What role should the federal government play in helping cities like Baltimore?
Hashimi: Baltimore is a storied city that is fully capable of seeing a new wave of positive growth and development. Its current situation is not unlike many cities across the country where the effects of poverty and lack of resources have far reaching consequences. The federal government can help by promoting policies that promote, not hurt, trade. The federal government can also help by expanding job training programs to meet the needs of booming STEM fields and industries that are modernizing our economy. Congress can also address some of the issues specific to cities like Baltimore by providing grants for programs that address affordable housing needs, enterprise zones and supporting re-entry programs. Much of this can be done by allocating financial resources and partnering with community organizations that have strong roots in the community and a track record for having a positive impact. A city like Baltimore that would greatly benefit from universal pre-K and the allocation of additional funding to public school systems. While the public school systems are fall under the purview of the states, the federal government’s investment in schools that are in need of assistance would demonstrate a commitment to giving all children a more level playing field. The ability to increase teachers salaries will boost the quality of education as well. Maryland’s congressional representation must also work to bring funding that would support infrastructure rehabilitation and modernization to support the business community of Baltimore.
What can Congress do to address the opioid epidemic?
Hashimi: As a pediatrician, I have cared for jittery and fragile newborns born with Neonatal Abstinence Syndrome. I have seen parents struggle with addiction and rise above challenges. I have also seen the medical community be steered down a path of overtreatment of pain with pills. We need to address this crisis more directly than our current Congress is willing to do. My plan to fight the opioid crisis includes expanding access to outpatient providers and telemedicine providers to fill in gaps, negotiate prices on narcan and buprenorphine, and provide support services to navigate the ER to outpatient therapy connection. Policies that ensure access to long term Medication-Assisted Treatment (MAT) has been a cost-effective path to recovery success stories. We must think beyond short term inpatient rehab stays. As a member of Congress, I will partner with the medical community to increase medical education around the treatment of pain and recognizing addiction. We must explore alternatives to opioid use. I will also expand coordinated MAT programs with the criminal justice system to address the real problem of withdrawal and overdose on release. I will also support the expansion of mental health resources so that we treat the root causes of the opioid epidemic.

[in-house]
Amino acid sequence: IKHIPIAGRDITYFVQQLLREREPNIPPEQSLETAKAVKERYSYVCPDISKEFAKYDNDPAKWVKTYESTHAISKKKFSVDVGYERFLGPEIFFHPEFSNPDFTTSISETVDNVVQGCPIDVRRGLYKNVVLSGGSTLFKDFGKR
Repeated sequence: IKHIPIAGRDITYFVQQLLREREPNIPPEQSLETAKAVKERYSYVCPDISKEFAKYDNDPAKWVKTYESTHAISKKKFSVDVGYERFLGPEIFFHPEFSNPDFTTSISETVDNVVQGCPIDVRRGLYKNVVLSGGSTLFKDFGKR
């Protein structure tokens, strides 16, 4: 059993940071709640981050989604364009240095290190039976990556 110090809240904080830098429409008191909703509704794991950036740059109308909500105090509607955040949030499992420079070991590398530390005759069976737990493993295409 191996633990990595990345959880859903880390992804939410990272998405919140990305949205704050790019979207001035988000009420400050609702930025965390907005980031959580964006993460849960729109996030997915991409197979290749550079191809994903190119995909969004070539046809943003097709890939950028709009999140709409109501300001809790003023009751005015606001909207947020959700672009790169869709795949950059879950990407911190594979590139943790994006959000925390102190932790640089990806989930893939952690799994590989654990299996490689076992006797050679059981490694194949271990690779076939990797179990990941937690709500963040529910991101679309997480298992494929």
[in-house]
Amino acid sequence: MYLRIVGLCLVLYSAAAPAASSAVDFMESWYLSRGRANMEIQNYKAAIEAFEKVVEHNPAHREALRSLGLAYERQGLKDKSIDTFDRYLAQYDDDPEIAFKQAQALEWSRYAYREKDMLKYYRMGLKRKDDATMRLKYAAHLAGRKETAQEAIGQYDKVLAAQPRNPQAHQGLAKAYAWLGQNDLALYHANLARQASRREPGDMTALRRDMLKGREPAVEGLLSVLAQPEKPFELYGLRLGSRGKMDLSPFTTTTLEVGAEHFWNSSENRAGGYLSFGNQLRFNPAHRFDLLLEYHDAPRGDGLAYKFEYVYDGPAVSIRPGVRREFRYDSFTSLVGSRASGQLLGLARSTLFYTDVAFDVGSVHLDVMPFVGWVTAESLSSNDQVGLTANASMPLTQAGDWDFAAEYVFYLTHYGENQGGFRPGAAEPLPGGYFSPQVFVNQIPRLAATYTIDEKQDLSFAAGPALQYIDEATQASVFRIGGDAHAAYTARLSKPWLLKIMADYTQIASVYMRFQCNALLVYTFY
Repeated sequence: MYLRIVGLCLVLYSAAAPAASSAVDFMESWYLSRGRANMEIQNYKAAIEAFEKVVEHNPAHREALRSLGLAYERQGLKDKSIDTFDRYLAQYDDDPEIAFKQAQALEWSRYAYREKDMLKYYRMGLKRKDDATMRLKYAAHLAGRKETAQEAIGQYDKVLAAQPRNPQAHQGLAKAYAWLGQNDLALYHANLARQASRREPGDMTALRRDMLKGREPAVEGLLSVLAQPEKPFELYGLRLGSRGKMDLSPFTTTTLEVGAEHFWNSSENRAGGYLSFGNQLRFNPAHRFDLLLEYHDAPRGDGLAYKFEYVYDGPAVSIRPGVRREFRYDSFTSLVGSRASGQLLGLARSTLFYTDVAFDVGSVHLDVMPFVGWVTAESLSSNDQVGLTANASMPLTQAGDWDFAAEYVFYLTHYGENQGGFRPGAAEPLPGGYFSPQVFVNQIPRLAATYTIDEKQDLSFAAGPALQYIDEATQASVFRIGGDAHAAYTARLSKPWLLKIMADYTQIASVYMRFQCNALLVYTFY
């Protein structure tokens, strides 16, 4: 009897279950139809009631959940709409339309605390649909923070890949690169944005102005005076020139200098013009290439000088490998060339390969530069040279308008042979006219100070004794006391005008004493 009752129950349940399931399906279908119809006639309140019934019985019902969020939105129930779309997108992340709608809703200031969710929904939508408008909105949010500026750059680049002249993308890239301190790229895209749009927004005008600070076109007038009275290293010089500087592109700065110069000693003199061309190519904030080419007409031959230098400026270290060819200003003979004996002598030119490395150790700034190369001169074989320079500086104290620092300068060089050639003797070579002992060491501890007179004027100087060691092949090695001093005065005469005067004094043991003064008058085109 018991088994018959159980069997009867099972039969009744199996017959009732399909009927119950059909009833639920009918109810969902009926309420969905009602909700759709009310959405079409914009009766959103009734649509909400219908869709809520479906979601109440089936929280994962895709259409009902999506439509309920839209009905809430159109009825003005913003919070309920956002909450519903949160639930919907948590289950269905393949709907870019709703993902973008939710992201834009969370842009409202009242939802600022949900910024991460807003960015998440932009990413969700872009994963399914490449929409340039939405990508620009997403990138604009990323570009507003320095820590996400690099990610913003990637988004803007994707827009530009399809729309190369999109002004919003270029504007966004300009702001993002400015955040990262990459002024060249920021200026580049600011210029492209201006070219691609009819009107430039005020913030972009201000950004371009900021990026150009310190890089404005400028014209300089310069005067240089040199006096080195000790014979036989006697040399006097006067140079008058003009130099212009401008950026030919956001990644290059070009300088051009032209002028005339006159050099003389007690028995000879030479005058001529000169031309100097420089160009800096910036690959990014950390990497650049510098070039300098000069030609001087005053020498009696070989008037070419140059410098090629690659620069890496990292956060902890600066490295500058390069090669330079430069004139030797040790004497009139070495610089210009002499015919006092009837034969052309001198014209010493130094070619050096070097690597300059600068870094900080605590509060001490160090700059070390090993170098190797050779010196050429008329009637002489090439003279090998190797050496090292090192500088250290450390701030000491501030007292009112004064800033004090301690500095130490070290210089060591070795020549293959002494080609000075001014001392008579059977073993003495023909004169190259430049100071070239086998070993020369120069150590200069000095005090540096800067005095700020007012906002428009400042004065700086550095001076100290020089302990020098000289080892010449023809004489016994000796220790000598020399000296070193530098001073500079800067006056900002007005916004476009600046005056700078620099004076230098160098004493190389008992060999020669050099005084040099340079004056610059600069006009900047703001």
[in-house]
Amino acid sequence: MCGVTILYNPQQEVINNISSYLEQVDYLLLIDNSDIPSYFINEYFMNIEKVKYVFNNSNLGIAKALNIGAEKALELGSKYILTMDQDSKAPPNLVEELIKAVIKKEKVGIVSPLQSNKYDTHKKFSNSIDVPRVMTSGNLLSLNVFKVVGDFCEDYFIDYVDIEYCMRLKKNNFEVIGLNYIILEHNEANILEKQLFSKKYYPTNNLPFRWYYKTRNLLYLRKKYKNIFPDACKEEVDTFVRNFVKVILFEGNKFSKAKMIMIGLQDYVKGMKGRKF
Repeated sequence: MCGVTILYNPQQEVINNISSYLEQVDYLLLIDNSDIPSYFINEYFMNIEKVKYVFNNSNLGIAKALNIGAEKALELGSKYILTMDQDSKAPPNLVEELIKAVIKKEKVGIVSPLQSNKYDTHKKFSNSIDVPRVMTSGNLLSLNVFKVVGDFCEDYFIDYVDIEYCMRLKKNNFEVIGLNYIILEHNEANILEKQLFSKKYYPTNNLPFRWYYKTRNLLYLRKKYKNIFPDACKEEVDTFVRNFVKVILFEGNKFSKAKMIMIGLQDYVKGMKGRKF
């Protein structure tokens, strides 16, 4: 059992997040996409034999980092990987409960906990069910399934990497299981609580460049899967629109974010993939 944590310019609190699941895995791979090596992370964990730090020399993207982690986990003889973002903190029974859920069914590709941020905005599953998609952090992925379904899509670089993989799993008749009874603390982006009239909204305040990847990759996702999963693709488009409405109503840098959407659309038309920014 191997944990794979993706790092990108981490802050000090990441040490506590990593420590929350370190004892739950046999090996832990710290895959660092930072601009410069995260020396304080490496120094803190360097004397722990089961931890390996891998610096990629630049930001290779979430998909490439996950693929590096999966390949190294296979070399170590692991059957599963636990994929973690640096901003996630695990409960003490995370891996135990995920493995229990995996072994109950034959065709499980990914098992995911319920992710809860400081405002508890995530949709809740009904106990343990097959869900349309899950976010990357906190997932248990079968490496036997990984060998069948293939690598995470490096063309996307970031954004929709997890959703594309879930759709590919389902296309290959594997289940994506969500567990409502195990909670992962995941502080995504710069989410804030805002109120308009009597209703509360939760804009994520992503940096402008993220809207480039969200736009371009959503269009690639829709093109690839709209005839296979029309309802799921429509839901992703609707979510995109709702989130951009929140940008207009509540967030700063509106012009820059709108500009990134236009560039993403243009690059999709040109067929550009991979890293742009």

What changes if any should Congress make to our immigration and deportation laws and policies?
Hashimi: Our country is defined by its people, not our borders. My parents came to the country with next to nothing in their pockets but an unwavering belief in the American Dream. They were given opportunities and they made good on them, becoming job creators and uplifting the people around them. My husband fled a war-ravaged Afghanistan as a teen and lived in Europe as a refugee before being accepted to the United States. The welcoming American education system enabled him to become a neurosurgeon. There is no other country in the world that would have given him such a generous opportunity. I believe in the value of immigration because it is my family’s story. We need to pass a Clean Dream Act with comprehensive immigration reform. I support preserving provisional protection – a reprieve from deportation and a work permit for undocumented immigrants who entered the country as children (DACA program), protecting family unity, and creating a pathway to citizenship for undocumented immigrants. Undocumented individuals should still have pathways to report crime without fearing consequences. Watching the GOP use Dreamers as political pawns is shameful. As a member of Congress, I would work to pass legislation to give Dreamers a pathway to remain in the only country they have ever known. I intend to create a positive framework to talk about immigration – one that positively highlights immigration as America’s origin story.